Referring to the materials used to make certain aspects of the home can also add value. Granite, marble, stainless steel, tile or hardwoods are all descriptive words that give each feature of the room more detail. Granite countertops sounds more impressive than “counters” and “walk in shower with imported tile” has a nicer ring than “large shower.” These small details add value to your description and make even the most mundane feature sound impressive. Of course, only use these descriptive words if the house actually has what you’re describing. More on “embellishing” later.
When buying a home, families want to picture their family living in and enjoying the space. Using words like “spacious, well-maintained, spotless & open” help people picture themselves living in the home comfortably. Using words that focus on feelings rather than concrete details can also make a big difference in how your home is perceived. Instead of mentioning that the office is an office (duh) you can point out how quiet it is, how that wall would be great for a built in bookshelf, how the windows let in natural lighting which is nice when you’re staring at a computer.
A kitchen is a kitchen is a kitchen, but when you pinpoint how quiet the dishwasher is, how easy the floors are to clean, how the open floor plan allows for the person making dinner to also communicate with people watching TV in the living room, they begin to see what their normal, everyday life would feel like in this home, and that is where the home buying magic happens.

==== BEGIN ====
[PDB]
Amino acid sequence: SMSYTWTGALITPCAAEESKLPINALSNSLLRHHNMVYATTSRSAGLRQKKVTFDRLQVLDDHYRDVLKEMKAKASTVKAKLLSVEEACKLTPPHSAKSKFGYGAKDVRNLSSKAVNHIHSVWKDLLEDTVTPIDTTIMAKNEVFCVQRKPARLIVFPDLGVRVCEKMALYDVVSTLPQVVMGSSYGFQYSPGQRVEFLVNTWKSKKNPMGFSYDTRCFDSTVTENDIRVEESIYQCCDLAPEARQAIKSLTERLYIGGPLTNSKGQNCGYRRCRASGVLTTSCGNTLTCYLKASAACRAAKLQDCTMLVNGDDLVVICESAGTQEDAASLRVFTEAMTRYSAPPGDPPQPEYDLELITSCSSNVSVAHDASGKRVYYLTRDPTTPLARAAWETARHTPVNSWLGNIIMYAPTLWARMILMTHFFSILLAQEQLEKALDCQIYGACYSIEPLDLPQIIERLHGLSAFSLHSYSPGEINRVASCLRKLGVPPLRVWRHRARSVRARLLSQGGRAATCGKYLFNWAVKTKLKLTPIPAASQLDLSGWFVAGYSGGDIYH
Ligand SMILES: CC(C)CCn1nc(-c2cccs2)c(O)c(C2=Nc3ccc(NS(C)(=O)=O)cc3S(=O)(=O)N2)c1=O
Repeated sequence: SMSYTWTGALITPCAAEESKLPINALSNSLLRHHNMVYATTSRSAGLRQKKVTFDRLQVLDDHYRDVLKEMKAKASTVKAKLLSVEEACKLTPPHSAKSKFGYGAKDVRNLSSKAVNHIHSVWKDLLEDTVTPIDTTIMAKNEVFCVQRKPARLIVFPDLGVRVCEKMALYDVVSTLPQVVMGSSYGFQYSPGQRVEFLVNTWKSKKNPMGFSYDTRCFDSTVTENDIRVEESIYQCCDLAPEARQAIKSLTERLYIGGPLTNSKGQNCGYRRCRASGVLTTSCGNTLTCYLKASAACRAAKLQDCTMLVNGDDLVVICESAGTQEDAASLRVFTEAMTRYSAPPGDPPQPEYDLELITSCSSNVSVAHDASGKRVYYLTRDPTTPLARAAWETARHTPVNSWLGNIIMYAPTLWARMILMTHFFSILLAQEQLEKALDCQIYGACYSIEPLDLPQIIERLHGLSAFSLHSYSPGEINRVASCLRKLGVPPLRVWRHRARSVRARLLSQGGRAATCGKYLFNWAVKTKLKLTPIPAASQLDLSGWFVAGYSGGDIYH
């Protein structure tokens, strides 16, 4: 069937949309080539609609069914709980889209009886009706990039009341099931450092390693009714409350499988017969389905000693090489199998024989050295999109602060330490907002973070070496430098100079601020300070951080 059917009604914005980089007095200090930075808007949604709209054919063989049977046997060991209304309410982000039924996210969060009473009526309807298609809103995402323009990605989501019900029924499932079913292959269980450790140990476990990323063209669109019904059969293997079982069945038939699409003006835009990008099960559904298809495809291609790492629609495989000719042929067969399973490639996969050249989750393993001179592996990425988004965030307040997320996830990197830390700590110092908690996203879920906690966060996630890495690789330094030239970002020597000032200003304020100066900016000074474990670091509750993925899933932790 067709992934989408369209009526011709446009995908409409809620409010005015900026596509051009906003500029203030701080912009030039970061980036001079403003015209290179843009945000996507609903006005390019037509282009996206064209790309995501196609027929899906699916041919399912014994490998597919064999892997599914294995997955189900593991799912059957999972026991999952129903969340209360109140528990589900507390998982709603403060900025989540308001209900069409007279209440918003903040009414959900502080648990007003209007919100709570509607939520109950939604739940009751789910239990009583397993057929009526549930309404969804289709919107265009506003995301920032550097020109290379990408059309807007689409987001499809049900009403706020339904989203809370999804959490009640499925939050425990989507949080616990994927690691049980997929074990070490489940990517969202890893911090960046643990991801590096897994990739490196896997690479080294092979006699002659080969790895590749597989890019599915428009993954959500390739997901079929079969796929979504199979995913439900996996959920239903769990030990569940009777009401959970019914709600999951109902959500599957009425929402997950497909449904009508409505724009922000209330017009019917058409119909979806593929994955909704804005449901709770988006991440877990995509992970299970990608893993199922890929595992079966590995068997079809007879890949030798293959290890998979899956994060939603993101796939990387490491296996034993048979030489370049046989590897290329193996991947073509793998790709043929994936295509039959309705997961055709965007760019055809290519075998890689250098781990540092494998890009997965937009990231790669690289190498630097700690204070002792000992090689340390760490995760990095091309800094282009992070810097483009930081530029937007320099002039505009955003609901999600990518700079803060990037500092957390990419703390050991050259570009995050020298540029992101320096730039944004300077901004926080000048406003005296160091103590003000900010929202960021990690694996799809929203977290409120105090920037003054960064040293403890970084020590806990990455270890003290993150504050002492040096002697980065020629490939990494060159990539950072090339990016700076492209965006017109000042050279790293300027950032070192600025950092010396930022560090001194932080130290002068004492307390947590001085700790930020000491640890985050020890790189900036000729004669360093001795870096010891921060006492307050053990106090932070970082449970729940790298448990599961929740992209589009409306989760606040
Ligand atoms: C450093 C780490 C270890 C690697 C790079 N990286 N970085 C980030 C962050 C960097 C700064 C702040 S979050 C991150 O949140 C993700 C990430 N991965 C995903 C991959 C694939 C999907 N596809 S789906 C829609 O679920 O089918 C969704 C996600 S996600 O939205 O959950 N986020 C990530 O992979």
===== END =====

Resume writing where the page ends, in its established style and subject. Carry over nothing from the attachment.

What You Say Can Decrease Value
Just as all of those fluffy words can add value to the home, there are words and phrases that, although they may be true, can leave a negative impression on homebuyers. This mainly happens when selling a home that needs a little work. Mentioning that it needs some TLC, that it’s an “investment” or a “bargain” makes it sounds like you’re trying to sell listings at a garage sale.
Unless you’re selling the listing as a “fixer-upper,” don’t draw so much attention to all of the work the buyer is signing up for. Instead, focus on the location, the proximity to great schools, or how it is a great option for first time homebuyers. Avoid words like “tiny” or “modest” and use every REALTOR’S® favorite word, “cozy” or “quaint” instead.
The Phrase That Pays